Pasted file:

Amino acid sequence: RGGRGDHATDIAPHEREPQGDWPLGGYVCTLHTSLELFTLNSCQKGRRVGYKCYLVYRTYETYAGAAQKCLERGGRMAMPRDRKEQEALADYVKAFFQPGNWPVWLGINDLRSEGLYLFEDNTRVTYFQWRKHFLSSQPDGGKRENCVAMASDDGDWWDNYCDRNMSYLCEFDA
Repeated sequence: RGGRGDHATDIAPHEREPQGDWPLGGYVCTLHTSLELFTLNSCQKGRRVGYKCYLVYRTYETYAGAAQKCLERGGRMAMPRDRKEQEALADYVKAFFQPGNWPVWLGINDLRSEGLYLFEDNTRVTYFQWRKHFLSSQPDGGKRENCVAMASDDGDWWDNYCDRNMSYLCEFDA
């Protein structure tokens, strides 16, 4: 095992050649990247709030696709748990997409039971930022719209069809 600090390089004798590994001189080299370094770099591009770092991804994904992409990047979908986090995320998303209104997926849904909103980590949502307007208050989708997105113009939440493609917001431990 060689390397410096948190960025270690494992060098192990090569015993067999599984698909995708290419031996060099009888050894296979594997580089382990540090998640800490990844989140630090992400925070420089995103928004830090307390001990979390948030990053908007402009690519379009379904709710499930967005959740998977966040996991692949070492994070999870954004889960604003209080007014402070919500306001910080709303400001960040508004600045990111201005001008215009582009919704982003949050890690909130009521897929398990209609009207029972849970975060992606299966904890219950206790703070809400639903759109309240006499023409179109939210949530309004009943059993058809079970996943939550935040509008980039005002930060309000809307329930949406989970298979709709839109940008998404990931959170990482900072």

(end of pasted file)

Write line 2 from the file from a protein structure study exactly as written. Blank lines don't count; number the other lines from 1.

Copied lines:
Repeated sequence: RGGRGDHATDIAPHEREPQGDWPLGGYVCTLHTSLELFTLNSCQKGRRVGYKCYLVYRTYETYAGAAQKCLERGGRMAMPRDRKEQEALADYVKAFFQPGNWPVWLGINDLRSEGLYLFEDNTRVTYFQWRKHFLSSQPDGGKRENCVAMASDDGDWWDNYCDRNMSYLCEFDA